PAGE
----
Important New Green Coffee Bean Weight-loss Supplement Findings

Green Coffee Bean Weight-loss Supplement
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In a recent article published in the Journal of Agricultural and Food Chemistry, researchers investigated whether or not taking high doses of the active ingredient in green coffee bean weight-loss supplements that are touted as miracle weight-loss pills really live up to their claims while still consuming a high-fat diet.

For nearly two years, green coffee bean diet products consisting primarily of extracts of the green coffee bean’s active ingredient―Chlorogenic acid (CGA)―have been promoted on The Dr. Oz Show and in the news media as the new natural and easy way to lose weight. However, in spite of published reports in scientific journals attesting to the weight loss benefits of green coffee bean extract that include preventing metabolic disease syndrome, the practical reality of weight loss results among users of the supplements have been varied and may temp some users to up their doses to achieve and/or increase weight loss results.

In the study, the researchers used laboratory mice as their animal model for determining the effects of taking high doses of Chlorogenic acid on obesity and other symptoms of metabolic disease syndrome while on a high-fat diet.

For 12 weeks, male mice were divided into groups that were fed either a high-fat diet alone or a high-fat diet with CGA added. During the study, the mice were analyzed for their high-fat-diet-induced obesity, glucose intolerance, insulin resistance, fatty acid oxidation and insulin signaling.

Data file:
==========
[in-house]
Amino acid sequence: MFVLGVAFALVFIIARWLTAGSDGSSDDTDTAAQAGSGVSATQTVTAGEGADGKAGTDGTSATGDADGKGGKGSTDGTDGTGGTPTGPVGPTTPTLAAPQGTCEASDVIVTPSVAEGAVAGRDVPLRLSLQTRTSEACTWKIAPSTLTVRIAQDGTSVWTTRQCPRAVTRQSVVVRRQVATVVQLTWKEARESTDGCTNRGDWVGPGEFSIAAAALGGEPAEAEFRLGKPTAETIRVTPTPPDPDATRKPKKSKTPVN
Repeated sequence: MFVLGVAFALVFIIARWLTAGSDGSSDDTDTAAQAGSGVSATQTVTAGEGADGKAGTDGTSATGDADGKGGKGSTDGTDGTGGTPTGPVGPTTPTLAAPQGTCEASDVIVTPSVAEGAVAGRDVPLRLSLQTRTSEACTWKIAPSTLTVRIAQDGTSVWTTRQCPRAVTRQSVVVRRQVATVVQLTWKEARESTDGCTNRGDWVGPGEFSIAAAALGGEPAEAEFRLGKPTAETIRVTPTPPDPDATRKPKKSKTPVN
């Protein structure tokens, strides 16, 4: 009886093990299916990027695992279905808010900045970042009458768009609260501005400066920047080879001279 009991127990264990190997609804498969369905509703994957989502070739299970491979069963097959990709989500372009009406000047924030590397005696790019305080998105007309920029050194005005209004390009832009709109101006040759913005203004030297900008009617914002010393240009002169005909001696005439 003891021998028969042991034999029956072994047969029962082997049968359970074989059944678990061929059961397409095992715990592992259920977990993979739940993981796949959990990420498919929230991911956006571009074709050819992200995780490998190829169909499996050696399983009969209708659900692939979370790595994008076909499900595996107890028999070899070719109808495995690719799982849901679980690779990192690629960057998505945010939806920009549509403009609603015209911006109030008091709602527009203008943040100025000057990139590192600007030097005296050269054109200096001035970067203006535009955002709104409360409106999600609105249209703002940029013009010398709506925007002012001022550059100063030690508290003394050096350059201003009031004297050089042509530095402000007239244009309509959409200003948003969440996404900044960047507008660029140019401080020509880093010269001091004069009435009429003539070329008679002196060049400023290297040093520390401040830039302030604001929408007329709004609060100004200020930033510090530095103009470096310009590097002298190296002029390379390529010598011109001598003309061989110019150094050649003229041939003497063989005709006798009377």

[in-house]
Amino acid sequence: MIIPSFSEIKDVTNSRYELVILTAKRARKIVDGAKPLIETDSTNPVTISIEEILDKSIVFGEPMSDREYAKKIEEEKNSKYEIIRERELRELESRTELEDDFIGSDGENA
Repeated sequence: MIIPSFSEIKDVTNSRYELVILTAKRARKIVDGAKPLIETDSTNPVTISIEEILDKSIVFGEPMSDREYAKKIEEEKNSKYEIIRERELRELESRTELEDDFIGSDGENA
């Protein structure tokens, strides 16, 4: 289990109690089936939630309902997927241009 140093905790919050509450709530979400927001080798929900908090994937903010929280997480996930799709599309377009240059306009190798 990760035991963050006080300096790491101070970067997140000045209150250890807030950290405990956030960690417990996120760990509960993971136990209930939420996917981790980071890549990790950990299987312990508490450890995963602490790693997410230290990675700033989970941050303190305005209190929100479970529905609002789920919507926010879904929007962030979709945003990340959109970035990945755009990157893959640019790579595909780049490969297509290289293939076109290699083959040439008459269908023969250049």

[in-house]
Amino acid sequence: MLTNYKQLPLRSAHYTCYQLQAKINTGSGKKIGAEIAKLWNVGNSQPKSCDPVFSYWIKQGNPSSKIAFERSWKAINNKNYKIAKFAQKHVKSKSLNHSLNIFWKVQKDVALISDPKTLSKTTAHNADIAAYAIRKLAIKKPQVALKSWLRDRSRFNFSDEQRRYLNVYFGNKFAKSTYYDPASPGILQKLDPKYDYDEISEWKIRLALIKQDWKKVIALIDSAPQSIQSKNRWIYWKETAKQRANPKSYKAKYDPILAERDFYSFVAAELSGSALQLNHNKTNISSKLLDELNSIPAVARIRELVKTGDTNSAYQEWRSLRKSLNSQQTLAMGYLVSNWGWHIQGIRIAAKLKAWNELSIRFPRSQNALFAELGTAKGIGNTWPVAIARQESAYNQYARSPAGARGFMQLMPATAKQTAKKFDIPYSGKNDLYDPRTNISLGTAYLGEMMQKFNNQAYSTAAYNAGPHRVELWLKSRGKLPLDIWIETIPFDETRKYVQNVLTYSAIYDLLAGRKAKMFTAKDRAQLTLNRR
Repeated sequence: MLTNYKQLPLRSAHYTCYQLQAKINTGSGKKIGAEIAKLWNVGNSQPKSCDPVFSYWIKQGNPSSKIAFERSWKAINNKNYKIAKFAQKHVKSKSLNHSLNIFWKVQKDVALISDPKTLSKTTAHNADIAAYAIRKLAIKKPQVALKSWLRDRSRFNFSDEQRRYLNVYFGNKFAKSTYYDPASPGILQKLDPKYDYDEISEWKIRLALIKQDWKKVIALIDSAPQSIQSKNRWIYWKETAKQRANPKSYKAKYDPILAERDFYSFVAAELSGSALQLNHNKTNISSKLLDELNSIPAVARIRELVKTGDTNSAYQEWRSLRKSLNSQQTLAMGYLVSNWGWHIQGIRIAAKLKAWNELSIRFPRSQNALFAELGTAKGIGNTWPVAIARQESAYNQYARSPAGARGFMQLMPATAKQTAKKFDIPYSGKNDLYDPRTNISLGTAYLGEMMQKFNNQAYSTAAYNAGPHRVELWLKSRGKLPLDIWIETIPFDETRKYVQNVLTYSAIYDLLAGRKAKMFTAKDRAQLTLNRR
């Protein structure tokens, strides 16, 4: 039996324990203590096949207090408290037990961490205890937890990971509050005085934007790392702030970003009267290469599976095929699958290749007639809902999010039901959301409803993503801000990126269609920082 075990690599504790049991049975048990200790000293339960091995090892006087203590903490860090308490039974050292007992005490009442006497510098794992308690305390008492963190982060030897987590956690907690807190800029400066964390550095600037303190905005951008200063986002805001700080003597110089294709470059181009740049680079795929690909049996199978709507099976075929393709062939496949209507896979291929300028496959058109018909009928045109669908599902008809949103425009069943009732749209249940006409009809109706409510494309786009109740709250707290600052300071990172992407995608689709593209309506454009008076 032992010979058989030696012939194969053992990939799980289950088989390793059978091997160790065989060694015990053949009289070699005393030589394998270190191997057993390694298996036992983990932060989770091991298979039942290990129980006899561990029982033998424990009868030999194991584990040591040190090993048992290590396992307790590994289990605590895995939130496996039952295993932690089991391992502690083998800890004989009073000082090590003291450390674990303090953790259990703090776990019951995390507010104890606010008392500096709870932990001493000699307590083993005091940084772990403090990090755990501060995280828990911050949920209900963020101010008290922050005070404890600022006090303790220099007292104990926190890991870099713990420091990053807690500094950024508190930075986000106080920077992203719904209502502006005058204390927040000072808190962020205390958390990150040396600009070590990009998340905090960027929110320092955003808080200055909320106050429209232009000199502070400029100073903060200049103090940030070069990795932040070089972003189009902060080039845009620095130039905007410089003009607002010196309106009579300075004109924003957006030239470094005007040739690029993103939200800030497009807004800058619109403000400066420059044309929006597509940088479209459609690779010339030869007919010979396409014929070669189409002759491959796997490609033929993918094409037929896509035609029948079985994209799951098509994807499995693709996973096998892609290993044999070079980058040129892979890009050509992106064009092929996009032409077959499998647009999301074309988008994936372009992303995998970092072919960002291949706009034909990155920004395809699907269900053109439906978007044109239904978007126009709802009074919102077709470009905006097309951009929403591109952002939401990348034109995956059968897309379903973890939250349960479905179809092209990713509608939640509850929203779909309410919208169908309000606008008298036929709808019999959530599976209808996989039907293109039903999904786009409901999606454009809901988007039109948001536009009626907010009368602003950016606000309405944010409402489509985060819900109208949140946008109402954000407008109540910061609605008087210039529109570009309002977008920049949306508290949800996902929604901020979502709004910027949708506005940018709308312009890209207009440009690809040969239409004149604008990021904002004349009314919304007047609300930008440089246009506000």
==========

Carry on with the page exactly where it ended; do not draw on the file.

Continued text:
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What the researchers found was that the mice on the high-fat diet alone and the mice on the high-fat diet plus CGA, gained the same amount of weight. In other words, CGA did not live up to its touted promise of preventing obesity or causing weight loss.

However, more significantly, the researchers discovered that high doses of CGA can actually be potentially harmful. They found that the mice that were fed CGA in their high fat diet were more likely to develop disorders that lead to Type 2 diabetes by noting increased resistance to insulin in the CGA-treated mice as well as a build-up of fat in the livers of the mice fed CGA.

The authors of the study concluded that their results suggest that higher doses of CGA supplementation in a high-fat diet does not protect against features of the metabolic syndrome in diet-induced obese mice.

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Reference: “Supplementation of a High-Fat Diet with Chlorogenic Acid Is Associated with Insulin Resistance and Hepatic Lipid Accumulation in Mice” J. Agric. Food Chem., 2013, 61 (18), pp. 4371–4378 DOI: 10.1021/jf400920x; Aidilla Mubarak et al.

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